[box cover]

Graffiti Bridge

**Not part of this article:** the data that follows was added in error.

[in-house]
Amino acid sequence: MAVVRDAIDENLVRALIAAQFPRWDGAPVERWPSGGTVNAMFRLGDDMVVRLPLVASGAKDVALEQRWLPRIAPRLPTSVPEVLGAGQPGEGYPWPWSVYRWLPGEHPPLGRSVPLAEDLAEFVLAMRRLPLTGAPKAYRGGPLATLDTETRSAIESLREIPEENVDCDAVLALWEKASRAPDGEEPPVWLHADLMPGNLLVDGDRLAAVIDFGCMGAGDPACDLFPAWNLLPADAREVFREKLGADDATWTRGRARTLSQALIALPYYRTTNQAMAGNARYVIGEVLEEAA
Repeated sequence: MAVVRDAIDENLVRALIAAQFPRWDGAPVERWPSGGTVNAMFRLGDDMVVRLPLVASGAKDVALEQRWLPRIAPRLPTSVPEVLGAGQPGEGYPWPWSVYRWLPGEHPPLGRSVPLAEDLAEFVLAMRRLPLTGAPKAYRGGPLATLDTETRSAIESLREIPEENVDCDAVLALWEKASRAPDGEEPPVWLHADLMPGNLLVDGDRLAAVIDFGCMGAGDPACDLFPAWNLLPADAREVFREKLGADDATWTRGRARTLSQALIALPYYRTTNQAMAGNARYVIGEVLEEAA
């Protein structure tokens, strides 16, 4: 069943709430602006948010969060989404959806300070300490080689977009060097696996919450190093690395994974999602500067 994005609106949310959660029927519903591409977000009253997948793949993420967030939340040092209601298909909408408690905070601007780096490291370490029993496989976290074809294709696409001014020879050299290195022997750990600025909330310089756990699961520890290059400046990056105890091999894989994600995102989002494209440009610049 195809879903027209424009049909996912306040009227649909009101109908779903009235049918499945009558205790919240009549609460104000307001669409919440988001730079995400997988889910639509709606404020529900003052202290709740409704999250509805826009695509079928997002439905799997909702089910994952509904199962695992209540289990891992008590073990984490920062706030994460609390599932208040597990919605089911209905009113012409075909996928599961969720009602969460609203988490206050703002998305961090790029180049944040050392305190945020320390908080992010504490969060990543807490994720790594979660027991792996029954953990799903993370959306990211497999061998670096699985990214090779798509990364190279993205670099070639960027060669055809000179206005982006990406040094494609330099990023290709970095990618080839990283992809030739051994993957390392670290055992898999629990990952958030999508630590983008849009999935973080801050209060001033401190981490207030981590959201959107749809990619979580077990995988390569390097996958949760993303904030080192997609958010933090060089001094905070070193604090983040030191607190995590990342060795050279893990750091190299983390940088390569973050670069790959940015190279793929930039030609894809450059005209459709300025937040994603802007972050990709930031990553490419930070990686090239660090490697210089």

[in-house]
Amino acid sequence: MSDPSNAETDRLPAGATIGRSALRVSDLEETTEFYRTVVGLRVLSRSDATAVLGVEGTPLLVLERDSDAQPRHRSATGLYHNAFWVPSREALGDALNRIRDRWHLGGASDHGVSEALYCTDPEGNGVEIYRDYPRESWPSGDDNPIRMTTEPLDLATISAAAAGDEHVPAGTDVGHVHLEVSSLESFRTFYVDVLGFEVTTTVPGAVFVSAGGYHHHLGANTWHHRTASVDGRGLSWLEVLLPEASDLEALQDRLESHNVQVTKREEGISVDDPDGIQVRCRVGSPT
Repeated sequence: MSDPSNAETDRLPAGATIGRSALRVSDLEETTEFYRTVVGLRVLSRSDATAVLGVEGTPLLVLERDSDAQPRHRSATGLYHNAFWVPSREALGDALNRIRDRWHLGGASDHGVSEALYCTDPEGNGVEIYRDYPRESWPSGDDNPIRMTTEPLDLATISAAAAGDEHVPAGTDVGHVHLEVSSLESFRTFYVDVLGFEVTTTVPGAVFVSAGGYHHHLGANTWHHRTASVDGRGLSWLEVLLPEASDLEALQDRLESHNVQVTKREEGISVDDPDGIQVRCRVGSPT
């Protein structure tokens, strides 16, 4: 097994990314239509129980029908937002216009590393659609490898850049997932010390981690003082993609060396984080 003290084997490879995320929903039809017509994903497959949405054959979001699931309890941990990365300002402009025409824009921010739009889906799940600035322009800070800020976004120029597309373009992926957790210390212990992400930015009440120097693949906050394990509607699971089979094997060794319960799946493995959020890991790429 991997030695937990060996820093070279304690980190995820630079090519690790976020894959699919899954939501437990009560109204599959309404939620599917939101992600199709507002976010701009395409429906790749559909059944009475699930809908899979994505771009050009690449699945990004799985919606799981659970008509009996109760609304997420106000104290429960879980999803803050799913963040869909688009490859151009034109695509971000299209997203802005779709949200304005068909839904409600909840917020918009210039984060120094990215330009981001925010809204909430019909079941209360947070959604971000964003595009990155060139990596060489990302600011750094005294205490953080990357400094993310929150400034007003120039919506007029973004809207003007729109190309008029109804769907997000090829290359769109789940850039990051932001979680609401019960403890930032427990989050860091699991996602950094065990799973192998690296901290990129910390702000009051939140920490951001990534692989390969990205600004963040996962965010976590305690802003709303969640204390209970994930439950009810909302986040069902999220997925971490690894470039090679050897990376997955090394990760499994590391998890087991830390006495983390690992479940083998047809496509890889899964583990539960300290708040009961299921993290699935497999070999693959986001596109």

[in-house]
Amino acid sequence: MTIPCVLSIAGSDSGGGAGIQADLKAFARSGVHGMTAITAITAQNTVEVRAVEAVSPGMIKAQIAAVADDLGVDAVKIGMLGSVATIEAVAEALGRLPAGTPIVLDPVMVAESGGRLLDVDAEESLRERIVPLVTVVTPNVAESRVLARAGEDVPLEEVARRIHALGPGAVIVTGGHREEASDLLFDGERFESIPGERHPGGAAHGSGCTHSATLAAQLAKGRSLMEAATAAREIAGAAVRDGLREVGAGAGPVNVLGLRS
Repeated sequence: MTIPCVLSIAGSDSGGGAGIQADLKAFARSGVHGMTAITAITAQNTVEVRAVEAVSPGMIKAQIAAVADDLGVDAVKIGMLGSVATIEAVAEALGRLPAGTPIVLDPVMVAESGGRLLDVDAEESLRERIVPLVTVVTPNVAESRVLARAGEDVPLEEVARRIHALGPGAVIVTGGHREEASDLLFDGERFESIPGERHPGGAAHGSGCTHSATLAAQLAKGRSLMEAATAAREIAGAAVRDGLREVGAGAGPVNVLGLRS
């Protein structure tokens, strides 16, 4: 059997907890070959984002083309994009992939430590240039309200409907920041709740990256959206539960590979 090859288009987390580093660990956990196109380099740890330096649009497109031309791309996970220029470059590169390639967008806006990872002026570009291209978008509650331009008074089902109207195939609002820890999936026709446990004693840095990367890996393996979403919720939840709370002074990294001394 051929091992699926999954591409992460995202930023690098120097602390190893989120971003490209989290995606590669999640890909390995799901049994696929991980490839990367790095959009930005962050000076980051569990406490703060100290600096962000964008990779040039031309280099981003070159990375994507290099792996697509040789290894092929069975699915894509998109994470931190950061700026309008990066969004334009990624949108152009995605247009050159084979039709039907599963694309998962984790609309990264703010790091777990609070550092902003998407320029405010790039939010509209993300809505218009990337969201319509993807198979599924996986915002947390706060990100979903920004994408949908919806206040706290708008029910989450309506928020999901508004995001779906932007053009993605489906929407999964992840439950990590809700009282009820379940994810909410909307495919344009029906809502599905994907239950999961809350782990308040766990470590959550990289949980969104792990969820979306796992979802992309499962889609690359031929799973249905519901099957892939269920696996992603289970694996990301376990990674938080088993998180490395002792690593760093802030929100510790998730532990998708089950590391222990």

No matter how much one enjoys 1984's Purple Rain, it is not a film that should be called great cinema. In fact, as a movie, it's mostly passable. The true appeal lies in Prince's extended musical numbers from the soundtrack album — an album that arguably is Prince's best (though this critic prefers Dirty Mind), and inarguably his most successful. For 1990's Graffiti Bridge (after 1986's Under the Cherry Moon, which not only flopped but got scathing reviews), Prince returned to Purple Rain territory by making a sequel to that unexpected blockbuster. And not only did he direct it, Prince Rogers Nelson wrote the screenplay and composed the majority of the music — which is not all that surprising considering Prince used to play all the instruments on his early albums. Unfortunately, it isn't a good movie (which was pretty much a given), and the soundtrack album is rather bland. The true failing of the picture is not that it's shot like an extended music video (with acting comparable to most mid-'80s music videos), or that the dramaturgy is insipid. It's that nothing on the soundtrack (outside of one number) sounds like we can sing along with it. The Kid (Prince) is a struggling club owner who finds himself challenged by Morris (Morris Day), a singer who terrorizes his club and threatens to take it over because The Kid's music can't seem to find its audience (and this time, that's not as hard to believe). Enter the ethereal presence of Aura (Ingrid Chavez, who thankfully never acted again), who romances both The Kid and Morris. As the tensions between Morris and The Kid heat up, The Kid struggles with his artistic output and tries to keep his club from Morris's scheming clutches… and that's pretty much the whole film. There's not a lot of plot, though the movie benefits most from the sharp comic timing of Morris Day, who mostly plays off Jerome Benton (his sidekick in Purple Rain, who became Prince's sidekick in Cherry Moon). Prince does have a knack for working with great cinematographers — here it's Bill Butler (Jaws), but musically only "Thieves in the Temple" is a great pop tune — which may be why, when it's heard in the film, it accompanies a pseudo-music video sequence. As a director, Prince's ability seems to have dipped from Cherry Moon, though that may be because Bridge was shot in his Paisley Park production complex, including almost all of the exteriors, and the set-bound nature of the film heightens its music-video sensibilities. The picture doesn't even have the camp appeal of Cherry Moon. However, talents like George Clinton, Marvis Staples, and Tevin Campbell do their best to provide some reasonable tunes, while The Time also return, and their "Release it!" and Shake" isn't so bad — but neither one is "Jungle Love." Warner presents Graffiti Bridge in anamorphic widescreen with Dolby 2.0 Surround (the lack of a DD 5.1 remix seems like a missed opportunity). Extras consist of the theatrical trailer and music videos for "New Power Generation," "The Question of U," "Thieves in the Temple," and Tevin Campbell's "Round and Round." Keep-case.

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